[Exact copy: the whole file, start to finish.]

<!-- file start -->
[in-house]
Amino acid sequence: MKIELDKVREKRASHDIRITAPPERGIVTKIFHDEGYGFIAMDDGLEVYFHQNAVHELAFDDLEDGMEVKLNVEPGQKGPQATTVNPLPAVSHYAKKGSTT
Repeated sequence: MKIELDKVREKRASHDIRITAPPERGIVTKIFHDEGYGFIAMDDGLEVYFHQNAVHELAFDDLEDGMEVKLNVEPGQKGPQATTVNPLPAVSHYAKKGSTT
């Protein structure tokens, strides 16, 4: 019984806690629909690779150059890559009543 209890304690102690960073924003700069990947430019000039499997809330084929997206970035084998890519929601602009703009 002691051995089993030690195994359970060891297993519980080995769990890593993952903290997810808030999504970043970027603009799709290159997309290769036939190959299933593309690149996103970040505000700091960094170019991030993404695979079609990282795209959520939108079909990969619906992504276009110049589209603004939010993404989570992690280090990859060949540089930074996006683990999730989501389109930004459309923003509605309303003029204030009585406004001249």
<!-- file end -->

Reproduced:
[in-house]
Amino acid sequence: MKIELDKVREKRASHDIRITAPPERGIVTKIFHDEGYGFIAMDDGLEVYFHQNAVHELAFDDLEDGMEVKLNVEPGQKGPQATTVNPLPAVSHYAKKGSTT
Repeated sequence: MKIELDKVREKRASHDIRITAPPERGIVTKIFHDEGYGFIAMDDGLEVYFHQNAVHELAFDDLEDGMEVKLNVEPGQKGPQATTVNPLPAVSHYAKKGSTT
């Protein structure tokens, strides 16, 4: 019984806690629909690779150059890559009543 209890304690102690960073924003700069990947430019000039499997809330084929997206970035084998890519929601602009703009 002691051995089993030690195994359970060891297993519980080995769990890593993952903290997810808030999504970043970027603009799709290159997309290769036939190959299933593309690149996103970040505000700091960094170019991030993404695979079609990282795209959520939108079909990969619906992504276009110049589209603004939010993404989570992690280090990859060949540089930074996006683990999730989501389109930004459309923003509605309303003029204030009585406004001249």